• 5. Writing in Context: French Literature, Theory and the Avant-Gardes L’écriture en contexte : littérature, théorie et avant-gardes françaises au XX e siècleinvestigative journalism. One example is her work “A Woman Vanishes,” whichdocuments the story of a guard at the Centre Pompidou stationed in her exhibition“M’a tu vu?” during its run at the museum. This guard, fascinated by Calle’swork began to imitate her by following visitors to the exhibition and taking theirphotographs, by stealth. When a fire breaks out in her apartment, the police findthe charred remains of her negatives and prints, but the young woman herself hasdisappeared. “A Woman Vanishes” is the documentary reportage of this incident.“The Address Book,” was actually published in a newspaper – Libération – as Callesystematically interviewed the entries listed in an abandoned address book whichshe found by chance. Asking about the friend to whom the book belonged, in orderto construct a fantasy picture of its unseen and thus unknown owner, she dailypublished the results of her investigation, in Libération’s pages. Her 2007 entry asthe French representative at the Venice Biennale, called “Love Letter,” is a repriseof “The Address Book.” Built around the letter she receives from a lover, breakingoff their relationship, she asks 104 women, some famous actresses – among themJeanne Moreau, Natalie Dessay, Arielle Dombasle – to read the letter and to givetheir impressions of its writer. Another respondent is a marriage counselor whoadmires the man’s brutal capacity for dismissal. LeviathanThe American novelist, Paul Auster, made Calle herself into Maria, the centralcharacter of his novel Leviathan. Here, in Leviathan, Auster adopts Calle’s ownmedium in that his narrator adopts her interview technique to construct a “true”picture of its hero, Benjamin Sachs, missing because blown up in a roadsideexplosion. When this narrator and sleuth discovers that, at the time of his death,Sachs had been writing Leviathan, his latest novel, the novel figures-forth Calle’stechnical support when Auster’s narrator names his own investigative dossier, theone we are even then reading, Leviathan. Singin’ in the RainThe Swiss artist, Christian Marclay, joins this avant-garde-of-the-medium bychoosing as his technical support synchronous sound, the technique invented in1929 to transform silent movies into “talkies.” Video Quartet can be said to be hismasterpiece as it horizontally juxtaposes four DVD screens each the field of acompilation of clips of scenes from famous movies, such as Janet Leigh’s screamfrom Psycho or Ingrid Bergman’s meditative singing of “You Must Remember This,”from Casablanca. 143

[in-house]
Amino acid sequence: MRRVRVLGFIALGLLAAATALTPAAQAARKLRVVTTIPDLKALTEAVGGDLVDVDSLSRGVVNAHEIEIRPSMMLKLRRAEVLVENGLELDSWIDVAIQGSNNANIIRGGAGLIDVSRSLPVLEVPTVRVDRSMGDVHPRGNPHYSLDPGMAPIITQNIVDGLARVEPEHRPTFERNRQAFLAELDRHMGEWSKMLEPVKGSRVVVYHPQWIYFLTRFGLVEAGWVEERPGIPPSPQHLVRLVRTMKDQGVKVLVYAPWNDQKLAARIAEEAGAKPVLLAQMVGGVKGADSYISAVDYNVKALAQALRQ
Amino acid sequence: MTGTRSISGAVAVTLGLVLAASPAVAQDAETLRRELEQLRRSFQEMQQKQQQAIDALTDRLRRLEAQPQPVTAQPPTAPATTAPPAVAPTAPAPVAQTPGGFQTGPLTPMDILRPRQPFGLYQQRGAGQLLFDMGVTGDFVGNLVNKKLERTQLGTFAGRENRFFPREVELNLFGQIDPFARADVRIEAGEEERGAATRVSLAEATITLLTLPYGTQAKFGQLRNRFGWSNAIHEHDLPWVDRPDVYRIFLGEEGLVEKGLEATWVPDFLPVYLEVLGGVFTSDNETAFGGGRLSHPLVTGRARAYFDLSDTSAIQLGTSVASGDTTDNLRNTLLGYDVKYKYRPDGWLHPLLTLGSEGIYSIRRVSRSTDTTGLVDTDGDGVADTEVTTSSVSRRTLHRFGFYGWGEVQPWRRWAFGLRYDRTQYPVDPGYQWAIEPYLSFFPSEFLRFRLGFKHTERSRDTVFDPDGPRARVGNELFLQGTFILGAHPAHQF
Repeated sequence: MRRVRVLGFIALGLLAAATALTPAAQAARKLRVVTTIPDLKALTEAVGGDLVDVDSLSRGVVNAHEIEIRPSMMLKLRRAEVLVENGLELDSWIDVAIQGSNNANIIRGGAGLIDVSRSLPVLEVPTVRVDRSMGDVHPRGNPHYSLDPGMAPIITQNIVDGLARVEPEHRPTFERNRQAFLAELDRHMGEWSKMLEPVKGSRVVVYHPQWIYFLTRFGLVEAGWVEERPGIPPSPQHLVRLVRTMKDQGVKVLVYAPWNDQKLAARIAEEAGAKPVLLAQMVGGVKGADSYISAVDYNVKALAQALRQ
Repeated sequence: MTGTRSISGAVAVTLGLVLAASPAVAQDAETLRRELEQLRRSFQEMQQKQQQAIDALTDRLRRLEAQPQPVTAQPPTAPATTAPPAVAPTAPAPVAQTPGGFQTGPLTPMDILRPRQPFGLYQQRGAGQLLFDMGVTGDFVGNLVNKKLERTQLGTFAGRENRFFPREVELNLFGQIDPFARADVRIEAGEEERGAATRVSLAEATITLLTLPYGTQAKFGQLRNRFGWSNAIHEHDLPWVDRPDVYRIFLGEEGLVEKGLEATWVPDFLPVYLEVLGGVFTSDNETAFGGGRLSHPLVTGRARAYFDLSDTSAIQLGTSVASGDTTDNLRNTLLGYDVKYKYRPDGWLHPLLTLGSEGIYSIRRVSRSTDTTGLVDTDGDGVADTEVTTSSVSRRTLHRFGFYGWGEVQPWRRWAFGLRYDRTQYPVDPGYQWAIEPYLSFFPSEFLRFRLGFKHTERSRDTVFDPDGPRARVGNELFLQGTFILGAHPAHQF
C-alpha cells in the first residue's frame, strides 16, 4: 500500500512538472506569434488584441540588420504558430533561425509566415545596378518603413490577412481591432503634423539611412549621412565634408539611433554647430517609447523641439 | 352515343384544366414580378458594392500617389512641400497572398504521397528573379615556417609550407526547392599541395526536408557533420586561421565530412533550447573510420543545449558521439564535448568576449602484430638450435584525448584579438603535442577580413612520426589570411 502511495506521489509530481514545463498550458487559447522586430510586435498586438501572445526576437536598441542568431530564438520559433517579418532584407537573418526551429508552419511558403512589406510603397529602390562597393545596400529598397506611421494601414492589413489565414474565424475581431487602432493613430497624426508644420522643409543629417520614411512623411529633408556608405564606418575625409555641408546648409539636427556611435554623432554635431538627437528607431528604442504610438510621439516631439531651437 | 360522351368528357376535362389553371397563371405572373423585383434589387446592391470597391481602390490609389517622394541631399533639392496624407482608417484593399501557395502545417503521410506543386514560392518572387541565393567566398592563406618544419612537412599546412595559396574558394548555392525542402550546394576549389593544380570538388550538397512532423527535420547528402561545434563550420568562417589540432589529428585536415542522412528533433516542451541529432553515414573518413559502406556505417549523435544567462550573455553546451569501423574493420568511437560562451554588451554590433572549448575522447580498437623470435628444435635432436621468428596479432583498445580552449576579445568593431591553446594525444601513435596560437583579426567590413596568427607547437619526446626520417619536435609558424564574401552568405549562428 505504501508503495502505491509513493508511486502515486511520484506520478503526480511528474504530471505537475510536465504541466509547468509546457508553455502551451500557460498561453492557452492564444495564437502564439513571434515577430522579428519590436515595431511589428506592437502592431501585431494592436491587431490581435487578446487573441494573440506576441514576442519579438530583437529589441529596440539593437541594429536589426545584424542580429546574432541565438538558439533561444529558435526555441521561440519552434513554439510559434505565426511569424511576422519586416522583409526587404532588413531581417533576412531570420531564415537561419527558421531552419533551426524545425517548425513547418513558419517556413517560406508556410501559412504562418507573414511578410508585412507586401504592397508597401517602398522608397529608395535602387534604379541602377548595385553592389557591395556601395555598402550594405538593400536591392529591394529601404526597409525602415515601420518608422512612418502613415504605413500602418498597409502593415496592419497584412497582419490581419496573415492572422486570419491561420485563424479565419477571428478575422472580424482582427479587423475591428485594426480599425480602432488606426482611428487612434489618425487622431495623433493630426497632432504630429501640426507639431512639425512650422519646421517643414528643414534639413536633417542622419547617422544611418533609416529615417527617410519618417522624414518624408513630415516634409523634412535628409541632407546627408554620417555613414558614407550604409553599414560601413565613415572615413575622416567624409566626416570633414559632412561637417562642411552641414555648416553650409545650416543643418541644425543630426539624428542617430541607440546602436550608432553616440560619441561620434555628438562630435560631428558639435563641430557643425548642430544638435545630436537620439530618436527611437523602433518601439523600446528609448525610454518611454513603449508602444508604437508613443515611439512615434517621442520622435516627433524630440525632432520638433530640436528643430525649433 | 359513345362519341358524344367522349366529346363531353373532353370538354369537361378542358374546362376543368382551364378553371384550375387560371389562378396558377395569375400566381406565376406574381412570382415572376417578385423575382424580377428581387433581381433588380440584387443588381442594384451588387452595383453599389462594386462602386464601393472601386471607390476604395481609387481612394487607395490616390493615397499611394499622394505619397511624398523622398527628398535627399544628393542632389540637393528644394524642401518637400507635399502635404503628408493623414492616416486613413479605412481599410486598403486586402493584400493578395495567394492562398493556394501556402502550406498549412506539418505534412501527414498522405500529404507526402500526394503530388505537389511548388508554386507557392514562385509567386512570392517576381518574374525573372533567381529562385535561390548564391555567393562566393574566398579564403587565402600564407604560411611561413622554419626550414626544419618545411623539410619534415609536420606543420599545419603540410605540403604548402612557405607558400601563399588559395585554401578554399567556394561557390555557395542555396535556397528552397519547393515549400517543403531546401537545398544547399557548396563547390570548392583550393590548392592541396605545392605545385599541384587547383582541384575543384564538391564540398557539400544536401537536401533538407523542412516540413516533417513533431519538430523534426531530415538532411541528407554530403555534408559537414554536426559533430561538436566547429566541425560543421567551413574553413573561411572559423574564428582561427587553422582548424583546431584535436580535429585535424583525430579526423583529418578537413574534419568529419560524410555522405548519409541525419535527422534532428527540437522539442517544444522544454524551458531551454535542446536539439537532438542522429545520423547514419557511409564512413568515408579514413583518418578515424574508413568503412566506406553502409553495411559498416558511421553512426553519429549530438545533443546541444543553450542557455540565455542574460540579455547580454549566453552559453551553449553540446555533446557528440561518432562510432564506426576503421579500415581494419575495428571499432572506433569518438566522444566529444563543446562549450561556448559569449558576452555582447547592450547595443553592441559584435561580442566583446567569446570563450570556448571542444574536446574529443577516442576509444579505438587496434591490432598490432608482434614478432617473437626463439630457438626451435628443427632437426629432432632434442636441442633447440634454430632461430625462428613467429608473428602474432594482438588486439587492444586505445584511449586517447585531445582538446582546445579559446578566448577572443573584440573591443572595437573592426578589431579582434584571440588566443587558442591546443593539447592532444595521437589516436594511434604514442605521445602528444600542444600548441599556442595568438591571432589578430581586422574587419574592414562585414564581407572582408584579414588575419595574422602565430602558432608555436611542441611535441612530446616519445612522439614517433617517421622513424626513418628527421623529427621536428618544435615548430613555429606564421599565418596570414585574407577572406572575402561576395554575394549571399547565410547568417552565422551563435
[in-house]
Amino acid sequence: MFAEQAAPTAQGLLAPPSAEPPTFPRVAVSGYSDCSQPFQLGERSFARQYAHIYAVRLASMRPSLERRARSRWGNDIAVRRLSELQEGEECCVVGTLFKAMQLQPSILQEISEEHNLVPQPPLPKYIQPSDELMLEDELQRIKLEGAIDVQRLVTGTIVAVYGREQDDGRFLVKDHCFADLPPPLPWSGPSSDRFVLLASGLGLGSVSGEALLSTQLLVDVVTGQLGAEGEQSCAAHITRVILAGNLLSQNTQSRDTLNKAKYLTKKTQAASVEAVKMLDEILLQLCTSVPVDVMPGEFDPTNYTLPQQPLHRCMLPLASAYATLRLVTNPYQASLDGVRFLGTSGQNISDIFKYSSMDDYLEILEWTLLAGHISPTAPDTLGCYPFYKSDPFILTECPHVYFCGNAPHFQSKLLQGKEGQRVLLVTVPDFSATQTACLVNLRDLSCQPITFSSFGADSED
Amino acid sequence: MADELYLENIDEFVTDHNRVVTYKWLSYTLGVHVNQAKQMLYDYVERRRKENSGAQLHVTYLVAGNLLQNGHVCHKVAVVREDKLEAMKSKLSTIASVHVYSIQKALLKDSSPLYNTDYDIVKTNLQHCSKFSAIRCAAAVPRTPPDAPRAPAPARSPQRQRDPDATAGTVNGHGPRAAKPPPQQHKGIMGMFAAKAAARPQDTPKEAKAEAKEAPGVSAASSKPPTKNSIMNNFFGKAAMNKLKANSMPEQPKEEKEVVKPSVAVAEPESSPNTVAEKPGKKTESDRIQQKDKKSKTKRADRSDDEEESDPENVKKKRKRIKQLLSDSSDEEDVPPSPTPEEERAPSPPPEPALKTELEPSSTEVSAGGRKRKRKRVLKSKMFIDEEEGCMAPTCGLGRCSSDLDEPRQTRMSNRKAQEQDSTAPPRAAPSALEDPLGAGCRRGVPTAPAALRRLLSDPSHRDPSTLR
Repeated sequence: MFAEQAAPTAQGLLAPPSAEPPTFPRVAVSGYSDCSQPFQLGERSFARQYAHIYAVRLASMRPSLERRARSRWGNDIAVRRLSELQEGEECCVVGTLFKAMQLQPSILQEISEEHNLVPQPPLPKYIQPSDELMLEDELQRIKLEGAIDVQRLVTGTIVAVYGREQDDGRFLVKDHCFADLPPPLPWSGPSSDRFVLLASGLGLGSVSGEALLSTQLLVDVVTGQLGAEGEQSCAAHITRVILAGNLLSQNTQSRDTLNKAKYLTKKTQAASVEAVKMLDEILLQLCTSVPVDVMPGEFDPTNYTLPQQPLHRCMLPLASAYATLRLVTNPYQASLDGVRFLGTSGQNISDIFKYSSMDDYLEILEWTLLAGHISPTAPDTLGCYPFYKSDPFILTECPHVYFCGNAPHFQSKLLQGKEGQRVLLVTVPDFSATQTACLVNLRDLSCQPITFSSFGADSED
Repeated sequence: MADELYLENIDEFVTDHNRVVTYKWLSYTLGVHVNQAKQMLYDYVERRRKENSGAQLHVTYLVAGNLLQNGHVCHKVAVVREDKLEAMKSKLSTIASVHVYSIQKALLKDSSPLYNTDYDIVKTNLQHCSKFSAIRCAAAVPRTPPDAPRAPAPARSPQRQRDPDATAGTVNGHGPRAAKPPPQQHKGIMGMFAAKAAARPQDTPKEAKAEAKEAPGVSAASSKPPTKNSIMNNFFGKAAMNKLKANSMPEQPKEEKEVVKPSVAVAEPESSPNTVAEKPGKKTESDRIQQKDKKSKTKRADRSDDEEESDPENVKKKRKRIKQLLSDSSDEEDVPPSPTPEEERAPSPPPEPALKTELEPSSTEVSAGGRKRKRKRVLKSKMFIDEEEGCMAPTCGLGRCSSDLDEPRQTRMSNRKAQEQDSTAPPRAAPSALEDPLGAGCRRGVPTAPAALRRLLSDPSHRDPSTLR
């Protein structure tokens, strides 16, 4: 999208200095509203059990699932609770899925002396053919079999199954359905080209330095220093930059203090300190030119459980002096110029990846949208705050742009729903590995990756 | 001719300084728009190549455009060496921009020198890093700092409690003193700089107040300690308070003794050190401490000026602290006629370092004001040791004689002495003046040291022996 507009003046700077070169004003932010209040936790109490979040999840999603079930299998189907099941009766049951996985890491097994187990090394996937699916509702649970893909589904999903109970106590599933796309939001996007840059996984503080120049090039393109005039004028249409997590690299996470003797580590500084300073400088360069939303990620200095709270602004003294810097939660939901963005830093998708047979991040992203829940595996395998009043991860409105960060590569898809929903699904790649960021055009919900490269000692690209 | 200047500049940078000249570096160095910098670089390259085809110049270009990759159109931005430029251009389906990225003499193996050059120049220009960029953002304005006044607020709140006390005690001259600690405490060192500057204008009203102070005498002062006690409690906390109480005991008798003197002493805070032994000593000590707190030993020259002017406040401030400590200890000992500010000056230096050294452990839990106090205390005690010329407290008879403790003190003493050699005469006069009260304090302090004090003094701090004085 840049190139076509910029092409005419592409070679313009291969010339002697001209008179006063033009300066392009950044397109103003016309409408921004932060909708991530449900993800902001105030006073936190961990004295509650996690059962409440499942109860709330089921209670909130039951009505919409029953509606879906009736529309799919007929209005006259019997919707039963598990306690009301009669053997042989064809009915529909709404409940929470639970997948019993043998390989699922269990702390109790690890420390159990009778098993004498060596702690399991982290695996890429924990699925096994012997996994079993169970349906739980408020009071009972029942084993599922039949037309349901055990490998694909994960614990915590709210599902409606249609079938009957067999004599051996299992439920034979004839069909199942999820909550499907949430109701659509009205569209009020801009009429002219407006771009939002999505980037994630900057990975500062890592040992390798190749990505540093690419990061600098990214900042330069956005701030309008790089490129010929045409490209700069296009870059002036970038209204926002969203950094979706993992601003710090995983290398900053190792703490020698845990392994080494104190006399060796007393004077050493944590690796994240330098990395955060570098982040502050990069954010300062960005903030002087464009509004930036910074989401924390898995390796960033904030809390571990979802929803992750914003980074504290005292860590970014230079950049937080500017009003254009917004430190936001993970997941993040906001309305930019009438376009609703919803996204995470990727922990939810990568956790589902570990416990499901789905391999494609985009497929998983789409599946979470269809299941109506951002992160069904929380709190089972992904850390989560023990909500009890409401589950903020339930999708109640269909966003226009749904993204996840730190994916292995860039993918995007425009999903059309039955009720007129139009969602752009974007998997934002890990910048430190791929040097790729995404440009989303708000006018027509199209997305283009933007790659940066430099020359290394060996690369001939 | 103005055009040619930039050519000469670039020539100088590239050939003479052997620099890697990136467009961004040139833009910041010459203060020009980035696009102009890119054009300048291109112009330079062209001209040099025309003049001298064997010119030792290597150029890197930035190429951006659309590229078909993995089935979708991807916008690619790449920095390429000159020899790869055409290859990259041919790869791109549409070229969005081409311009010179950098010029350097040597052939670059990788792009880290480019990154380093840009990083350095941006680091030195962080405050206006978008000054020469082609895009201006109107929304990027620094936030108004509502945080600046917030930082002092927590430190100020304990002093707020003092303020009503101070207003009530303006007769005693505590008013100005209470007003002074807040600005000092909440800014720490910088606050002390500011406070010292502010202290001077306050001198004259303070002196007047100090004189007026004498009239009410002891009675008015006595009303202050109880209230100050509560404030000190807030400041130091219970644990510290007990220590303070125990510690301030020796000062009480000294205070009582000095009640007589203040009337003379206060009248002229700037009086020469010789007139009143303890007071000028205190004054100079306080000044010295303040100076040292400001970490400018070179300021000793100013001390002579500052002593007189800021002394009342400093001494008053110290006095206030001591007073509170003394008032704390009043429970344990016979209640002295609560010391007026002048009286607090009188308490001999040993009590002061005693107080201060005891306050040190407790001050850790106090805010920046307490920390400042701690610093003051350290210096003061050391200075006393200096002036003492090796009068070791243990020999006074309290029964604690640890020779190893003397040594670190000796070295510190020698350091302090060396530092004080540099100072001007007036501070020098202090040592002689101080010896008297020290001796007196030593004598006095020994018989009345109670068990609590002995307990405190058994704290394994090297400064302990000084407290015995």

• 6. Krauss Like the other artists I have been discussing, Marclay figures-forth his technicalsupport by representing either the fact of its synchrony or by imaging the history ofthe technique by reverting to silence. Many of the clips present famous pianists inutmost intensity, their arms flailing over the keyboard. But at one point, the leftmostscreen is filled with cockroaches falling onto the keys and running, soundlessly, overthe ivory. Instantly, the viewer is transported back to 1929 and cinematic silence,not yet transformed into sound. Synchrony is figured forth within certain clips as inthe shot from Westside Story where each member of the gang is clicking his fingersin sync with the others. Sometimes Marclay constructs his own synchrony as whenMarilyn Monroe from Gentlemen Prefer Blonds snaps her fan shut at the veryinstant when the Japanese actress on the contiguous screen does the same. Perhaps sync sound is more easily grasped as a “technical support” thanthe others I’ve been discussing. The thin band of audio tape that runs along onecelluloid edge of the movie’s film strip is obviously the support for the image’s burstinto sound. That Marclay chooses to represent this support by images either ofsilence – for example a clip of bare feet moving over the pedals of an organ – orof synchrony, and that he does so throughout his work, joins him to Ruscha withhis matrix of the automobile or Calle with her underlying recourse to reportage andjournalism. I have been presenting the reasons for seeing this continuation of workingwith a specific medium which the works themselves “figure-forth” (or represent)as the latest embodiment of the avant-garde, which, pace Joseph Kosuth and“postmodernism,” lives on. 144
  • 7. Writing in Context: French Literature, Theory and the Avant-Gardes L’écriture en contexte : littérature, théorie et avant-gardes françaises au XX e siècle ReferencesBürger, Peter 1974. Theorie der Avantgarde. Frankfurt am Main: Edition SuhrkampGreenberg, Clement 1955. Avant Garde and Kitsch. In John O’Brian (ed.) Clement Greenberg: The Collected Essays and Criticsm. Vol. 1: Perceptions and Judgments, 1939-1944. Chicago & London: The University of Chicago Press. 5–22.Greenberg, Clement 1955. Modernist Painting. In John O’Brian (ed.) Clement Greenberg: The Collected Essays and Criticism. Vol. 4: Modernism with a Vengeance, 1957–1969. Chicago & London: The University of Chicago Press. 85–93.Greenberg, Clement 1955. Avant-Garde Attitudes: New Art in the Sixties. In John O’Brian (ed.) Clement Greenberg: The Collected Essays and Criticism. Vol. 4: Modernism with a Vengeance, 1957–1969. Chicago & London: The University of Chicago Press. 292–303.Kosuth, Joseph 1973 (1969). Art after Philosophy. In Gregory Battcock (ed.) Idea Art. New York: Dutton.Ruscha, Edward 2002. Leave Any Information at the Signal: Writings, Interviews, Bits, Pages. Edited by Alexandra Schwartz. Cambridge (MA): M.I.T. Press. 145